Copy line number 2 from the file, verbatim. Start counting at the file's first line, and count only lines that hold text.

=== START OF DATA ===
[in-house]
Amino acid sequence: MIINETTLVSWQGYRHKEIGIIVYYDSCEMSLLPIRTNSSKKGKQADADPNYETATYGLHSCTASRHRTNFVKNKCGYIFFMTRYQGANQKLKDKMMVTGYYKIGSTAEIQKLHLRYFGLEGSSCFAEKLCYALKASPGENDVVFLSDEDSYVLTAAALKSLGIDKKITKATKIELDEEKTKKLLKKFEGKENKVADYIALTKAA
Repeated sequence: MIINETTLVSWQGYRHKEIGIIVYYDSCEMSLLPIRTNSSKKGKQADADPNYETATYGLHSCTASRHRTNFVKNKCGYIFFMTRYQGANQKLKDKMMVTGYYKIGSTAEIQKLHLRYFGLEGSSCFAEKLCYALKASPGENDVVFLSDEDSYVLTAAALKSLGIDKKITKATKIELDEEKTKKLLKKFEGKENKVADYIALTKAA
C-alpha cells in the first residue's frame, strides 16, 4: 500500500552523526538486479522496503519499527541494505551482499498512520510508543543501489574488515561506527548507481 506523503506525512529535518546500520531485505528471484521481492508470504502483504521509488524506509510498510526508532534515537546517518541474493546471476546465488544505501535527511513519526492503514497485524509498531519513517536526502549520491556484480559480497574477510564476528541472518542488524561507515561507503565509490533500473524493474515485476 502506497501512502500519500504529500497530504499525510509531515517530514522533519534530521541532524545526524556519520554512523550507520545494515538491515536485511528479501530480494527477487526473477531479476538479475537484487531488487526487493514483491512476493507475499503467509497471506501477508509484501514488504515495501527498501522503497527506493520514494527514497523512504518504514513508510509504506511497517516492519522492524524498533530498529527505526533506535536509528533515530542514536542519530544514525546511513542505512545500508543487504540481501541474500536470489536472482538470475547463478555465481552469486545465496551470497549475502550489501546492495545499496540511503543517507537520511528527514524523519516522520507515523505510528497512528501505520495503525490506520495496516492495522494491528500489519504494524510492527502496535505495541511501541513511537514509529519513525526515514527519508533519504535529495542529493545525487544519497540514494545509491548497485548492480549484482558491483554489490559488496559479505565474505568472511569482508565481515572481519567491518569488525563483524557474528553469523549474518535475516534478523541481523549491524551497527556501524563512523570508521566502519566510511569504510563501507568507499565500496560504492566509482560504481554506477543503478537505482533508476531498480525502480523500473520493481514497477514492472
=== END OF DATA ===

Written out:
Amino acid sequence: MIINETTLVSWQGYRHKEIGIIVYYDSCEMSLLPIRTNSSKKGKQADADPNYETATYGLHSCTASRHRTNFVKNKCGYIFFMTRYQGANQKLKDKMMVTGYYKIGSTAEIQKLHLRYFGLEGSSCFAEKLCYALKASPGENDVVFLSDEDSYVLTAAALKSLGIDKKITKATKIELDEEKTKKLLKKFEGKENKVADYIALTKAA